Tuesday, 8 August 2017

My Newfound Fear of Dragons: A Treatise on the Horrific Implications of Dragons in Medieval Warfare (May Contain Spoilers to Game of Thrones)

Now like many people nowadays, I am a fan of HBO's Game of Thrones.  I've been on a bit of a hiatus, in terms of watching the show.  (I've not seen anything past Season 5 and have read the Books up to A Dance with Dragons).  I'm also not one of those people that minds spoilers.  In fact I've been known to spoil shows for myself at my own leisure.  So when a scene from the newest episode of Season came up in my Youtube Recommendations.  I decided to give it a watch, and that is how I came to have an irrational fear of flying, fire-breathing lizards, that inhabit the typical Fantasy World.

Honestly the most scary thing I've seen on screen in recent memory.
I've never really thought of Dragons in fantasy as a serious threat.  What with the typical fantasy novel having the characters either befriending or slaying them.  The above screenshot and a few other choice moments from the scene I watched, shattered that perception.  Now that I think about it, dragons are probably the most deadly and terrifying creatures on the face of the earth.  In A Song of Ice and Fire's Westeros setting they serve as a huge part of the lore.  Mirroring the use of knights by William the Conqueror when he conquered England in 1066 in our own timeline.  Dragons in Westeros are the ultimate weapon of mass destruction, they can disintegrate armies in a fiery blaze.

Hell I don't even think there is weapon in our modern arsenals that could match a Dragon.  It combines the fear-inspiring attack of a flamethrower.  With better ground-attack capability than any helicopter (that I know of) in existence.  In the case of Drogon from Game of Thrones, he can cremate fully-armoured men in a matter of seconds.  A feat that takes an incinerator burning at 1000 degrees celsius two hours.  This is all before you add in the spells, intellect and other goodies that a typical D&D dragon possesses.  Any army trying to engage such a beast with Medieval-level weaponry is doomed to failure.

   Let's take for example a lone soldier that tries to fight a Dragon with a Light Ballista (or Scorpion).  We'll be using a Great Wyrm Red Dragon to fill the role of Drogon (who is at least Colossal size, equal to a Blue Whale) in this situation.  (Found on page 96 of the Pathfinder Bestiary).  While we'll be using a Foot Soldier to represent our would-be Dragon-slayer.  (Found on page 286 of the Pathfinder Game Mastery Guide).  Let's assume for the sake of argument that the Foot Soldier makes their Will save (a Natural 20 perhaps?) against the Dragon's Frightful Presence.  Let's also assume (again for the sake of argument) that the Foot Soldier already has the Ballista loaded.  Under ideal conditions the Foot Soldier would be trained to used the Ballista.  Unfortunately his Stat Block doesn't allow for it, without some customization on the GM's part.  So he's rolling with an Attack modifier of -2 (from his lack of Proficiency in Ballistas), unless he rolls another Nat 20, it's pretty much impossible to hit the Dragon with it's AC of 50 (no joke, do the math!)  Even if our intrepid (or stupid) Foot Soldier were to hit on a Nat 20.  All that would do is piss the Dragon off!  (It's got a few hundred hit points!)  Either way he's getting incinerated, with 24d10 fire damage and a Fortitude Save (which he can't hit) for the faint glimmer of hope he might be resurrected.  Not to mention if this was a Cone (rather than a straight line) his Ballista with it's 50 HP is probably going to be joining him.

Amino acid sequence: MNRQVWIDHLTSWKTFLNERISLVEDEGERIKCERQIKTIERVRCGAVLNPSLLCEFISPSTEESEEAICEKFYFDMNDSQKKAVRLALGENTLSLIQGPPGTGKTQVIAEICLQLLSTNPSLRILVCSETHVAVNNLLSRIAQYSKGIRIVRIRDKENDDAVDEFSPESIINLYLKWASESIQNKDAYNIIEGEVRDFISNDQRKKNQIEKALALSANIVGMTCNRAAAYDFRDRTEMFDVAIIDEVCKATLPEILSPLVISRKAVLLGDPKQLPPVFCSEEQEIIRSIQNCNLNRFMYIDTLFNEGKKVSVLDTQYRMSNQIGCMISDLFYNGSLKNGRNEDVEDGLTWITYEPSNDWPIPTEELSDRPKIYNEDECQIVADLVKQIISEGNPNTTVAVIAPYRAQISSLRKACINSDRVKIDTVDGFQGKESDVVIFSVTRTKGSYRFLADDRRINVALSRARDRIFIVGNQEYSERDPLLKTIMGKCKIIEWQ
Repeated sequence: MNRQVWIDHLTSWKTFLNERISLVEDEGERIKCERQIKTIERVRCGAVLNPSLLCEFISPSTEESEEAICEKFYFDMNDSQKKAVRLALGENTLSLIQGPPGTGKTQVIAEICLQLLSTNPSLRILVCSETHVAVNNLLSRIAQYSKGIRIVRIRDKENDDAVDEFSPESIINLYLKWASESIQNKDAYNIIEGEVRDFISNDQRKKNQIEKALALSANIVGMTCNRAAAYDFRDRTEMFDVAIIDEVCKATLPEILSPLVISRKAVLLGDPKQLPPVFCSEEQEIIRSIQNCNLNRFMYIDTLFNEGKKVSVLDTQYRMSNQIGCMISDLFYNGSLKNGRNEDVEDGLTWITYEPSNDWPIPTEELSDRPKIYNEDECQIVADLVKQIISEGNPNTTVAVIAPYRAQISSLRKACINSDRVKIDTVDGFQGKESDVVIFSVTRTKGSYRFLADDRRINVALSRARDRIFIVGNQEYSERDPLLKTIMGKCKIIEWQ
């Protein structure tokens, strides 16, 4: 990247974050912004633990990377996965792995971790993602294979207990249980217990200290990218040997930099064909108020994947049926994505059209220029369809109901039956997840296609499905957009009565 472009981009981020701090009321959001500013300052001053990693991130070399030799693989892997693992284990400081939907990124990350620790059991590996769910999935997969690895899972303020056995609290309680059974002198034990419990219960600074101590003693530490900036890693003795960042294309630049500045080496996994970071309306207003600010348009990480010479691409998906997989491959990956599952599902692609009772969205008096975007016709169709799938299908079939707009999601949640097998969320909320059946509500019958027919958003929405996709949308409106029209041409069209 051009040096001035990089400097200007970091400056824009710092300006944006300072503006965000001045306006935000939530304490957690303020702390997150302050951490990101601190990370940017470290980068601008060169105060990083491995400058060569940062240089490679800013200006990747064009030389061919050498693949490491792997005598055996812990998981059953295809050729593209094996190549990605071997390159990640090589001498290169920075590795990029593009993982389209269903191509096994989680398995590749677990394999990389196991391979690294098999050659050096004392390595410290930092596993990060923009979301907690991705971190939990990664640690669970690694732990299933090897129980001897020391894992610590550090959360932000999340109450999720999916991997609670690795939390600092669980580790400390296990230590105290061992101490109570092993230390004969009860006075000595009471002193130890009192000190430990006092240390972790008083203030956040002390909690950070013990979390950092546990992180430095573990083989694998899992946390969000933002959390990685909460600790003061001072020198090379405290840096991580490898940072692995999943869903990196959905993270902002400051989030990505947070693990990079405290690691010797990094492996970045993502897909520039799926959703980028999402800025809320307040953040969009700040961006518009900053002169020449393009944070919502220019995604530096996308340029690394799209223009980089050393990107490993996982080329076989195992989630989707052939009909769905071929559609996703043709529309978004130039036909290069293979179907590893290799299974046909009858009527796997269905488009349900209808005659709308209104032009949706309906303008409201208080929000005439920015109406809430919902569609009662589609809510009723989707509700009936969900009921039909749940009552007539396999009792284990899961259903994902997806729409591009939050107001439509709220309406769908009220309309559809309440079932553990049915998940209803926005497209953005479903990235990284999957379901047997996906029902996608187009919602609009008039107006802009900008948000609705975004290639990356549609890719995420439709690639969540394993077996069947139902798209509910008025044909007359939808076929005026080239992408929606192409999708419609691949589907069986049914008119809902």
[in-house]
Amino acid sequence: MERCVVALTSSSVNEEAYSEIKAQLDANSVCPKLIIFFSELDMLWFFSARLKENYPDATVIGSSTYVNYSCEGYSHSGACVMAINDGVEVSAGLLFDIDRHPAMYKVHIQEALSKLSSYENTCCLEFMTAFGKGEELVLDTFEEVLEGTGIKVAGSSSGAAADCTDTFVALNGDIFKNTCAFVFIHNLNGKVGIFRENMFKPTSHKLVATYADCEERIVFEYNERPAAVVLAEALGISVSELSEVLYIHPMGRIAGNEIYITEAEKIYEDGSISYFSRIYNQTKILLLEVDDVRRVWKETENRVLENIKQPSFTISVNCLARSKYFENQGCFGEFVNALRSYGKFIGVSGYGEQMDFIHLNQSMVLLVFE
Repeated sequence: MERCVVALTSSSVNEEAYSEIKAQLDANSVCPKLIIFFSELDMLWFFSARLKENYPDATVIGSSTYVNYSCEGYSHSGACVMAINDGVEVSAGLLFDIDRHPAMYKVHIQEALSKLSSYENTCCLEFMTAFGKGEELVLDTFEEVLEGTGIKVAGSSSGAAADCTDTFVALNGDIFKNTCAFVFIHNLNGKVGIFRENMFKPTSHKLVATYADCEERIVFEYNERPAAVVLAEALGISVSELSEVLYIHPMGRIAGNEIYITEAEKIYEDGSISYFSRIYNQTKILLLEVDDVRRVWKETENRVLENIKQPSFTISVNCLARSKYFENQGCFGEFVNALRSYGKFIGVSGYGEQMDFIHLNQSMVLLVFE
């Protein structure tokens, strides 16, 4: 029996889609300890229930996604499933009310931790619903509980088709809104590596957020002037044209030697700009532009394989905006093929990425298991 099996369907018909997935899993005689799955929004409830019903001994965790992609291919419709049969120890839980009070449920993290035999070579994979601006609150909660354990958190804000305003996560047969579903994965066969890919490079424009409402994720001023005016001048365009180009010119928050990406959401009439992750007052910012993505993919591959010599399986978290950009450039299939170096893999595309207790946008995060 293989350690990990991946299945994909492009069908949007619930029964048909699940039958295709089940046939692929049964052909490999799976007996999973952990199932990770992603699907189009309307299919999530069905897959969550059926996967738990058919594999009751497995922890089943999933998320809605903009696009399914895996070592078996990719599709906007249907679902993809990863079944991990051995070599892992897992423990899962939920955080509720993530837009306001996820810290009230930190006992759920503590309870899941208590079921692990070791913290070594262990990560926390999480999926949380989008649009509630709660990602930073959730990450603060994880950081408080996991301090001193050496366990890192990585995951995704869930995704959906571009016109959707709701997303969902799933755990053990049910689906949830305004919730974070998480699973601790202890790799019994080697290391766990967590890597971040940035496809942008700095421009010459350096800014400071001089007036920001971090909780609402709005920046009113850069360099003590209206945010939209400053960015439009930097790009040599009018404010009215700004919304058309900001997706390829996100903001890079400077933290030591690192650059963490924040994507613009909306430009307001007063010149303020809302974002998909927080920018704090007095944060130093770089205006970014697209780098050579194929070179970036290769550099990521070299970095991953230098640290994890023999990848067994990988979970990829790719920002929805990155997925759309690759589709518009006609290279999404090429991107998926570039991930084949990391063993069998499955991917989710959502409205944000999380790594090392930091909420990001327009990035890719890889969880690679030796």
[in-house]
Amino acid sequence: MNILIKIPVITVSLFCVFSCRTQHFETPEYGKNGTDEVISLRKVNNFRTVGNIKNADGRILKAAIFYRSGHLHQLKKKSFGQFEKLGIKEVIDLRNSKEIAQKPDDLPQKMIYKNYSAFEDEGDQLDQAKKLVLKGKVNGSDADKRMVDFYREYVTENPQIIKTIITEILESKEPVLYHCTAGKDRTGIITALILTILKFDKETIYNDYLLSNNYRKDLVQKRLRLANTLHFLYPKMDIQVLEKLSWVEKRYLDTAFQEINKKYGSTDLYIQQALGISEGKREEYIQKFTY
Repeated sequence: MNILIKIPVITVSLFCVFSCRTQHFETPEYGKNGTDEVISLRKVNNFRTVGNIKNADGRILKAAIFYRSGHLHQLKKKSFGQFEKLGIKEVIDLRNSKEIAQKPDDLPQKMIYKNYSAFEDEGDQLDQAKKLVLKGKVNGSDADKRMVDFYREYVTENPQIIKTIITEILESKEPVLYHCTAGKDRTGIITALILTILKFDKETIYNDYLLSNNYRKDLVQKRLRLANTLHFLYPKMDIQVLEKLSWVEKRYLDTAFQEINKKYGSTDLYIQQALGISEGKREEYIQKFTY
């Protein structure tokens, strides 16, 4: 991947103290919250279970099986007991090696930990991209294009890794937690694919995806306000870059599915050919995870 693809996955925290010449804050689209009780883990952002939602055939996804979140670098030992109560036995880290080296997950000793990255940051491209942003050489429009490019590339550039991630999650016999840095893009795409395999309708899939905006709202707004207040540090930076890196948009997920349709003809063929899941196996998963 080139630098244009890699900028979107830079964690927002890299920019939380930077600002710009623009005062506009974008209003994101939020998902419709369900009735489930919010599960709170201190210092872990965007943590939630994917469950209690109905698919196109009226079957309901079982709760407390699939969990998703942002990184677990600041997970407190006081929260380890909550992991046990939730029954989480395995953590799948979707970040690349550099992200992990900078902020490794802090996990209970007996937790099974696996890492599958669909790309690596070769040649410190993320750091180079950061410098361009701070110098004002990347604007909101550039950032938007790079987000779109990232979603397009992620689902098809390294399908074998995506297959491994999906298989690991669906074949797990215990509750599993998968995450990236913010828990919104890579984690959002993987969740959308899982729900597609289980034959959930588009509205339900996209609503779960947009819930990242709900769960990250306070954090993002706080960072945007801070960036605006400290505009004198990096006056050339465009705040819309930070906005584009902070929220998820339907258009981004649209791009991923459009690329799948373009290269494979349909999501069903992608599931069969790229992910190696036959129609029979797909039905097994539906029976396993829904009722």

So there you have it.  My way of coping with the trauma of witnessing an army slaughtered by a mythical, fire-breathing, flying lizard.  (That sounds a lot more childish when written out, than it did in my head).  It honestly makes me wonder if GMs should rethink, how they portray Dragon slaying quests in their games.  Or even the roles that Dragon's play in their roles.  When you are an intelligent being with this kind of fire-power (pun intended) at your disposal.  What's to stop you from setting yourself up as Overlord of a nation!  There'd really be nothing stopping you, and you could have all the sacrifices you want.  You wouldn't have to collect your own hoard anymore!  You could just have your tax-collectors (read: people that don't want to be cooked alive) bring you all the riches you could ever want.

This was a fun post to write.  Until next time be sure to +1, follow, re-share.  Have a nice day and may you roll many crits.